June 4, 2020

The Niche

Knoepfler lab stem cell blog

STAP cells

3 min read

Remember when the Piero Anversa situation first made news or at least when you first heard about it? In the public domain, it was back around April 2014. I didn’t even do a whole post on it, but rather it made two bullet points in a post about a set of bad overall news including the latest at the time on the growing mess from STAP cells.  However, clearly there were concerns about this Anversa thing well before 2014. What took so long? In my 2014 post here …Read More

3 min read

2,000 is a big number. As of this week I’ve now published 2,000 posts here on The Niche since I started back in early 2010. I can’t quite believe it myself. To celebrate that milestone, I have revamped The Niche in terms of its organization and style with the help of a very skilled web developer. You might have noticed some of these changes around here. I hope you like them. The site should be speedier for one thing. We are also nearing another …Read More

3 min read

STAP is back? Really? No, I don’t believe so, but there’s an interesting development and twist on the STAP cell front. Just a few days ago on January 4, 2017 Dr. Charles Vacanti, the originator of the STAP cells concept, submitted a declaration to the USPTO affirming the belief that STAP cells are real and requesting that the patent office allow the rejected STAP patent application to be reconsidered. I find a number of aspects of this development notable: The declaration says they have generated new data …Read More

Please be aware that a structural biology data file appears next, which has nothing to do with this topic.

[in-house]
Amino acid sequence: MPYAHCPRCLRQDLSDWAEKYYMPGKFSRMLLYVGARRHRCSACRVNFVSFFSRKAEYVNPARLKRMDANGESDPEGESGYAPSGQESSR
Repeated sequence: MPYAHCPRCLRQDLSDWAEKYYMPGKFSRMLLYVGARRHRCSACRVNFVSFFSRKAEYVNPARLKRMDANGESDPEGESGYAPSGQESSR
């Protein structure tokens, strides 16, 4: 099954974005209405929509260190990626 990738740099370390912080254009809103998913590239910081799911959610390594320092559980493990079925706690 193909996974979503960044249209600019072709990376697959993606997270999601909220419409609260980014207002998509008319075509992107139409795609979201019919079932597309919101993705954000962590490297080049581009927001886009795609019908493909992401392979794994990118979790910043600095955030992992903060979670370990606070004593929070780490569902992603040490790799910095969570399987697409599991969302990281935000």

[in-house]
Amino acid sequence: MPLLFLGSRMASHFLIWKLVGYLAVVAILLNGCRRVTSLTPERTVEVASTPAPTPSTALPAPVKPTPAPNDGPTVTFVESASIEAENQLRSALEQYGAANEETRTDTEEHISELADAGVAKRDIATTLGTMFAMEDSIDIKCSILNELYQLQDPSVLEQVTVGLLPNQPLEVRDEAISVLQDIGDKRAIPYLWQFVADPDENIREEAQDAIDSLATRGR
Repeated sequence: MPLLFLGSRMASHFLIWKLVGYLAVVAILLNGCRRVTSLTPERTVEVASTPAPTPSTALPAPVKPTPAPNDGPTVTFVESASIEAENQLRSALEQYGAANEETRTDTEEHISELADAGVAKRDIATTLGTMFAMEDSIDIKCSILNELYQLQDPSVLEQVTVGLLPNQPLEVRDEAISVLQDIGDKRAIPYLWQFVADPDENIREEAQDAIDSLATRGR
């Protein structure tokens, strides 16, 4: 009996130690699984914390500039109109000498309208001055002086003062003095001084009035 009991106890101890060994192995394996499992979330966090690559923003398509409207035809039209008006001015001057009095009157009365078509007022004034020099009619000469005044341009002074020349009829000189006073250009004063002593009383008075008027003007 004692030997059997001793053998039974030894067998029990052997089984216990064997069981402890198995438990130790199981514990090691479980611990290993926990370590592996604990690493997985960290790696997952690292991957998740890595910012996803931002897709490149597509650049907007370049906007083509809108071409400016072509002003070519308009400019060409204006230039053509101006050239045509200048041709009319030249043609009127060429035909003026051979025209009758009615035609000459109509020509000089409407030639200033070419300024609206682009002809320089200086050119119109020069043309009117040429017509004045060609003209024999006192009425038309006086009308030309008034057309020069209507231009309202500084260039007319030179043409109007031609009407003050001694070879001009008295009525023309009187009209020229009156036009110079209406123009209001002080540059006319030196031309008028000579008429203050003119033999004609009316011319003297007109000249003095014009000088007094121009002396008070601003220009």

1 min read

What were the top posts here on The Niche for the past year? I’ve listed some of them below along with some posts from 2015 that remain highly read. Some top 2016 posts 20 Nominees for Stem Cell Person of the Year 2016 Award REGROW Act is Attack on Science-Based Stem Cell Trial Oversight Will new gene editing tech NgAgo challenge CRISPR? FDA Warning Letter to Irvine Stem Cell Treatment Center Clinics Across US Public stem cell skirmish erupts between Hanna & Jaenisch Controversy over …Read More

2 min read

When potentially game changing new technologies are reported such as NgAgo gene editing, both scientists and the public get excited, but especially if such new reports stem from a single paper it is wise to take a cautious approach for a while. The key question is whether the new findings will turn out to be reproducible. With the case of NgAgo specifically, the Nature Biotechnology paper reporting potentially very desirable gene editing properties, drew a lot of interest. See archived blog posts on NgAgo here. …Read More

2 min read

Does the new gene editing method NgAgo work or not? If not, what happened? The answers to both questions seem to depend on who you ask and what you read. As much as CRISPR has been the revolutionary in the genetic modification technology arena over past methods, could CRISPR itself in the next few years become obsolete having been replaced by other new technologies such as the upstart NgAgo? I doubt it. The odds for NgAgo making a run in this field may have …Read More